According to one of the whereases in the National Council for Performing Arts’ Resolution No. 10, the reason for canceling the theater production El Ingenio (The Genius) and terminating Juan Carlos Cremata’s contract as a theater director, is that the artist made “intemperate attacks” in the foreign press and social networks against the management of the Theater Center and the National Council of Performing Arts, “who legally represent and sponsor him,” and that those attacks are “incompatible with the social purpose for which the project was created.”
As a lawyer, one could have to argue that the artist’s statements were made in a personal capacity, exercising his legitimate rights and not as a gratuitous attack, but to defend himself against what constituted an attack on his freedom of expression, namely, the suspension of the work, “The King is Dying*.”
It should be noted that every day Cuban artists undertake actions on their own accounts corresponding to their needs, their preferences, or from a broad spectrum of their artistic projections and political, religious or philosophical inclinations, which are not contemplated within the social purpose of the institutions that pay for or sponsor their projects.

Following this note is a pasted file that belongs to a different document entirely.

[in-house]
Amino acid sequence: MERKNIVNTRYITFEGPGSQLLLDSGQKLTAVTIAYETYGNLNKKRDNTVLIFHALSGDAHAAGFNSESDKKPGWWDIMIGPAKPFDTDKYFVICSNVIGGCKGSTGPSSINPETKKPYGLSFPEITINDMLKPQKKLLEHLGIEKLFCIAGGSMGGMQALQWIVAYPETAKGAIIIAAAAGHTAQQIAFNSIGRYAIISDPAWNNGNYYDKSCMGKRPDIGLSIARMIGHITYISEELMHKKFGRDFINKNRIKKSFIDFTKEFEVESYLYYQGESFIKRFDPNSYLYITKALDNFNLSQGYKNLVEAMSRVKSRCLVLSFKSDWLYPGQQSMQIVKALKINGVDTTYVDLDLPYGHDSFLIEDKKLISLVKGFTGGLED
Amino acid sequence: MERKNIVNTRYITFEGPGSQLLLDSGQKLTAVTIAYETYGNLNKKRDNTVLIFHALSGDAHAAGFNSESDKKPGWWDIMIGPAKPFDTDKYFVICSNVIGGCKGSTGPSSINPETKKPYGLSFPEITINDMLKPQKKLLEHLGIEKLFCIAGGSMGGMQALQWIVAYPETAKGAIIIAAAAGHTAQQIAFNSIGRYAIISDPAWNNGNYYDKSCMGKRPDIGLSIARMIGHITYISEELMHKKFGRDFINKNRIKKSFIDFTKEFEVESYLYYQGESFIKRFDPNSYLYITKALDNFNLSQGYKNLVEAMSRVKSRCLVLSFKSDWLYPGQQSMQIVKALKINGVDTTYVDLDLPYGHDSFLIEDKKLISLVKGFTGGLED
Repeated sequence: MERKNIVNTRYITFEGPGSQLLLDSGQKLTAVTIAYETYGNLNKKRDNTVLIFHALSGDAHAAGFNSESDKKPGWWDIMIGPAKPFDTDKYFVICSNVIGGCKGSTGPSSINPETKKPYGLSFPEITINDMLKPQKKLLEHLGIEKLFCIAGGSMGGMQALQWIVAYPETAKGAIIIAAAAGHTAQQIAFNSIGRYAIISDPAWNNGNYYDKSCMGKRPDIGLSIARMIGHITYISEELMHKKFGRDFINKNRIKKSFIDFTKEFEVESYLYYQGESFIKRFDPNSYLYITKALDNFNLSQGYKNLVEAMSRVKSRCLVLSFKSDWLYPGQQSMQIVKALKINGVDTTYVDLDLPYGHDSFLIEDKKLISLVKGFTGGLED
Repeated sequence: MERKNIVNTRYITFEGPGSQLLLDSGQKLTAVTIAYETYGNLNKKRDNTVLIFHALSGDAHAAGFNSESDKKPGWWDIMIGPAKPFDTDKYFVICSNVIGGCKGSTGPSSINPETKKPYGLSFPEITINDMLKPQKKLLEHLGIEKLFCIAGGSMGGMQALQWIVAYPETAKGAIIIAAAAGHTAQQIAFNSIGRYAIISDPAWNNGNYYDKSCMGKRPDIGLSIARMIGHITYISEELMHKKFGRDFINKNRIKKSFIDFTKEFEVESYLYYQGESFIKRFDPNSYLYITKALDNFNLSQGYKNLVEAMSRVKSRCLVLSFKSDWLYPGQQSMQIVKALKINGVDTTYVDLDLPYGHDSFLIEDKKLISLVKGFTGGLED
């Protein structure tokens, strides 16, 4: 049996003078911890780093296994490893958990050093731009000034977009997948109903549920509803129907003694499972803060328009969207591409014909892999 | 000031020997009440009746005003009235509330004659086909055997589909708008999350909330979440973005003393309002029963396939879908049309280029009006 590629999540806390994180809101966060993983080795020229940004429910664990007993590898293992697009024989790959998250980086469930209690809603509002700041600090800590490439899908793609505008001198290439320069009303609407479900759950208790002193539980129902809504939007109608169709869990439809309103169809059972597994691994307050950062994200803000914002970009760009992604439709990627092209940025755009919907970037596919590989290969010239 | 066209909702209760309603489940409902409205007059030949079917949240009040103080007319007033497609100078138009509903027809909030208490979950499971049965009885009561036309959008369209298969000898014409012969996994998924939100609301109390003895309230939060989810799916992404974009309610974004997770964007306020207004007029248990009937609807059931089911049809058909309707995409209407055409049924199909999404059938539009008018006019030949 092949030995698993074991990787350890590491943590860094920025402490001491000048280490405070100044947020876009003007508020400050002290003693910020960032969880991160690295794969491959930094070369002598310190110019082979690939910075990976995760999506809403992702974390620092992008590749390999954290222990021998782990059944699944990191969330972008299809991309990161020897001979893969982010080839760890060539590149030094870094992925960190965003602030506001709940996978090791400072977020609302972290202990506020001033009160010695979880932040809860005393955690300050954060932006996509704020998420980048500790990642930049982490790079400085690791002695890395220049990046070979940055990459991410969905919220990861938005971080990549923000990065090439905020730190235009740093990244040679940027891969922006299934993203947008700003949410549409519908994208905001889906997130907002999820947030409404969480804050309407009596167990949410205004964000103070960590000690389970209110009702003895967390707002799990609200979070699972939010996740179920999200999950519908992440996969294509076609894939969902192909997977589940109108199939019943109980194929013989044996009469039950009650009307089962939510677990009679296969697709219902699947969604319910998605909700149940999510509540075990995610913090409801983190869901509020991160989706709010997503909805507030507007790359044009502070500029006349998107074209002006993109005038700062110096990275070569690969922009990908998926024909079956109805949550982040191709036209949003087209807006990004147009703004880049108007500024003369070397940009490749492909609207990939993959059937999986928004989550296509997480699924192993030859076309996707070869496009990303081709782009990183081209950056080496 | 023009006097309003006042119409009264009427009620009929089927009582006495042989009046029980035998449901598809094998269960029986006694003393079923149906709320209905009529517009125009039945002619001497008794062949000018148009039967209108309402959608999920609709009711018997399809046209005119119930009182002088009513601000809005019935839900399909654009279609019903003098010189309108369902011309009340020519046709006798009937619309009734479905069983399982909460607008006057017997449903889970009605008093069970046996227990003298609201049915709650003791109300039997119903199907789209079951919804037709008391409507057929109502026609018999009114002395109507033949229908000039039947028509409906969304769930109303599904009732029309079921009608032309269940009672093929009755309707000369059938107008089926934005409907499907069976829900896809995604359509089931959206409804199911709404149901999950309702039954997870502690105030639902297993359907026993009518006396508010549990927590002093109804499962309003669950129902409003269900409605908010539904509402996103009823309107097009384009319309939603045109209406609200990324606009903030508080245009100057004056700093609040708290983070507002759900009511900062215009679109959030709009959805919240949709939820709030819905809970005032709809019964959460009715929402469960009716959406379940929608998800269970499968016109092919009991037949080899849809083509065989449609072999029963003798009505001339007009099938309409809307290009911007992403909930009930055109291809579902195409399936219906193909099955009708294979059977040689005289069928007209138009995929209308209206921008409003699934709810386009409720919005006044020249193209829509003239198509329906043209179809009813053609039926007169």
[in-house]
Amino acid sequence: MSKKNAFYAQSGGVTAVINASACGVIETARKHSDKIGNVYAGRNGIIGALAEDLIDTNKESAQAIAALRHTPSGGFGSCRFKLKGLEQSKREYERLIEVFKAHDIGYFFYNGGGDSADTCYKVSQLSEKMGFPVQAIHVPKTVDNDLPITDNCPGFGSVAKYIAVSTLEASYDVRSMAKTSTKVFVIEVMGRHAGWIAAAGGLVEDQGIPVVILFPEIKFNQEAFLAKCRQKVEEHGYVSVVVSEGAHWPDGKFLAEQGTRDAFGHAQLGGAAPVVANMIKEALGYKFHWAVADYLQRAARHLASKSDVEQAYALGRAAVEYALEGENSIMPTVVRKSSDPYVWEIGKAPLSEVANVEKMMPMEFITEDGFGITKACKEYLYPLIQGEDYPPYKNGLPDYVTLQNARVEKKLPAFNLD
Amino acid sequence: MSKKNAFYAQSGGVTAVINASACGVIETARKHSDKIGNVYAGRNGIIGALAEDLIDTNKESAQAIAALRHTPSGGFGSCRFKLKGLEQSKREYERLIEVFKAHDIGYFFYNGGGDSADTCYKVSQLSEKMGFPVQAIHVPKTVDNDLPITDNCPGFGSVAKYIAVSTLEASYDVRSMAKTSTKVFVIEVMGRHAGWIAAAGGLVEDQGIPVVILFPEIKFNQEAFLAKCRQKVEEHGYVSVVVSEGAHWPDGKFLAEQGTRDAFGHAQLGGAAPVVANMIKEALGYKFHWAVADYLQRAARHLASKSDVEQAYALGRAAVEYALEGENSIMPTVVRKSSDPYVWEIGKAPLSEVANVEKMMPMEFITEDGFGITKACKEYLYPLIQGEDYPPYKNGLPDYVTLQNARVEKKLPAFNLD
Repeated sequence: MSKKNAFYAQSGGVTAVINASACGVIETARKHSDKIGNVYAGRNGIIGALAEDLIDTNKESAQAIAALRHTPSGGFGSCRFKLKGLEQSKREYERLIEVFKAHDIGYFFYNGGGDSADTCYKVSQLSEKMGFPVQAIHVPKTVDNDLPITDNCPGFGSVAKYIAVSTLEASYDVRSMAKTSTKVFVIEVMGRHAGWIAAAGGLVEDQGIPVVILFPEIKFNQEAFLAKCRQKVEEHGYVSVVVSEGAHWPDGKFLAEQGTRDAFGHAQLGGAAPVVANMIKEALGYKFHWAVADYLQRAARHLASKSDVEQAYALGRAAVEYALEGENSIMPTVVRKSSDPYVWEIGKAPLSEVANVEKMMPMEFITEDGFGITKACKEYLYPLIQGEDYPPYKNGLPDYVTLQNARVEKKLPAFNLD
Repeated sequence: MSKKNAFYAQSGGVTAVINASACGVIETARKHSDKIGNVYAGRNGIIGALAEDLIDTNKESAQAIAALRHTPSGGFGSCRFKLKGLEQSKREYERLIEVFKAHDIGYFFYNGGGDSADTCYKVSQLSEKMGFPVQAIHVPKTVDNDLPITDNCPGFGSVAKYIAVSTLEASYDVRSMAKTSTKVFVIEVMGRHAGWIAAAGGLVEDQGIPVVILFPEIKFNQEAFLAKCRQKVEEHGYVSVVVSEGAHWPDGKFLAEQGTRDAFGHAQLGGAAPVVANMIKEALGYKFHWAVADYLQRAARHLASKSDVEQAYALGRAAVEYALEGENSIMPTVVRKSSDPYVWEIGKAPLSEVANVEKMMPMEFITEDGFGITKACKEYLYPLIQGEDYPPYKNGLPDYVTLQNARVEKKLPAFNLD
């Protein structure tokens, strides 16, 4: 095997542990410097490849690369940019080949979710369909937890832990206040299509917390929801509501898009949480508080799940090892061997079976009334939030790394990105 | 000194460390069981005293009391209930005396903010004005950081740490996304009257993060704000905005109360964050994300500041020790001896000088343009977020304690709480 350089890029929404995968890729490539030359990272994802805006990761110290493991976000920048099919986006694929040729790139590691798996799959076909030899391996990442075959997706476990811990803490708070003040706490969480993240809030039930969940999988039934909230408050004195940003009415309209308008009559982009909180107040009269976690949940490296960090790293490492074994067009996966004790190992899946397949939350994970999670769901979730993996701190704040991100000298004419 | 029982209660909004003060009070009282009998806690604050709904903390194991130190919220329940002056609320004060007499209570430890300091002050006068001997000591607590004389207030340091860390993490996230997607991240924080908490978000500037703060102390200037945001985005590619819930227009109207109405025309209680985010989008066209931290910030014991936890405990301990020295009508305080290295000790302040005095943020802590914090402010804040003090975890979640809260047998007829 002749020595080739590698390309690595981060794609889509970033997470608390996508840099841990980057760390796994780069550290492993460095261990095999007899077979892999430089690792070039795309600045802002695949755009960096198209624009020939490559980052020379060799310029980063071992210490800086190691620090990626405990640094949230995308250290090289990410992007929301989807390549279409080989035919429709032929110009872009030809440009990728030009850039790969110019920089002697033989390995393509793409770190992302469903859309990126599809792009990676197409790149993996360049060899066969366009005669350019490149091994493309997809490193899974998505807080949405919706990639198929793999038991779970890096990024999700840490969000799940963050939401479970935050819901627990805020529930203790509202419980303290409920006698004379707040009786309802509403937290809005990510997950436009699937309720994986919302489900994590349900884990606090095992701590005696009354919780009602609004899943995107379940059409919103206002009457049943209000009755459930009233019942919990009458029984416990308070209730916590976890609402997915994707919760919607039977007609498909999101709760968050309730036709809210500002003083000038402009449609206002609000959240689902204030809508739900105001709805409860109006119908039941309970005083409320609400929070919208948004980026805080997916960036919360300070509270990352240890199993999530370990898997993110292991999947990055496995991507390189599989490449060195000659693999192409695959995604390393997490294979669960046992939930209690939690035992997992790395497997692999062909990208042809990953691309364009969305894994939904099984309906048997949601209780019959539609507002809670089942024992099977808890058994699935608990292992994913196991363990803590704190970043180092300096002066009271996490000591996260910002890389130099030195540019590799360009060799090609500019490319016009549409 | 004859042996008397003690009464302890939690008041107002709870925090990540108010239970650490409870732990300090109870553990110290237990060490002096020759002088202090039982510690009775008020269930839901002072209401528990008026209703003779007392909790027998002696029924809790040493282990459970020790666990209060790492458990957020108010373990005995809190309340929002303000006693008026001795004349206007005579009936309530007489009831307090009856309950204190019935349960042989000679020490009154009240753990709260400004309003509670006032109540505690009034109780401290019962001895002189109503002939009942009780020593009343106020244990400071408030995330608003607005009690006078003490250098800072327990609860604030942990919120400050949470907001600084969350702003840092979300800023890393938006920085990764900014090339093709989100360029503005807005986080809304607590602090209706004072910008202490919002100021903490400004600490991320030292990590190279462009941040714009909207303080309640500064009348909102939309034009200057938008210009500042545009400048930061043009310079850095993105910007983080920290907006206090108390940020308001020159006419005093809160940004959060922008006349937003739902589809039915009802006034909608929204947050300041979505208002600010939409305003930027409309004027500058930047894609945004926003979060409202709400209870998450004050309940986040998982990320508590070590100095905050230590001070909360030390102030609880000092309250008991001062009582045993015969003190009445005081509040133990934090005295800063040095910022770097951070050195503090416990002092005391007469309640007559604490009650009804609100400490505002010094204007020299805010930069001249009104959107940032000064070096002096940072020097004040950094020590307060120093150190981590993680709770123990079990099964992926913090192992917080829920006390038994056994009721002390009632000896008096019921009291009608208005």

To accept the obligation that every action undertaken by an artist has to obey the letter of the “social purpose” of one of his or her projects, would be to accept a kind of intellectual slavery in which the painter is prohibited from writing verses or the filmmaker is not permitted to rent rooms in his house, only because such actions are not contemplated in the joyous “social purpose” of a project that has been approved by the institutions that sponsor and represent him.
This action of a legal nature executed against Cremata by the Council for the Performing Arts, itself conflicts with “social purpose” for which this organization was established, because in the text where this purpose is defined it states nowhere that the confidence it has in the artists depends on the degree of coincidence that exists between their propositions and the institution’s interests. (I note that I have never read this text, but I say this here to see if they dare to contradict me and make public such an atrocity.)
Finally, I would like to know if the closing of the theater project El Ingenio leaves the rest of the artistic staff unemployed and what support will be provided to them.
As a lawyer, I quote here as witnesses all those artists who now feel threatened with being ostracized the day it occurs to them to defend themselves for having been censored.
*Translator’s note: This play has also been staged in English in the United States under the title “Exit the King.”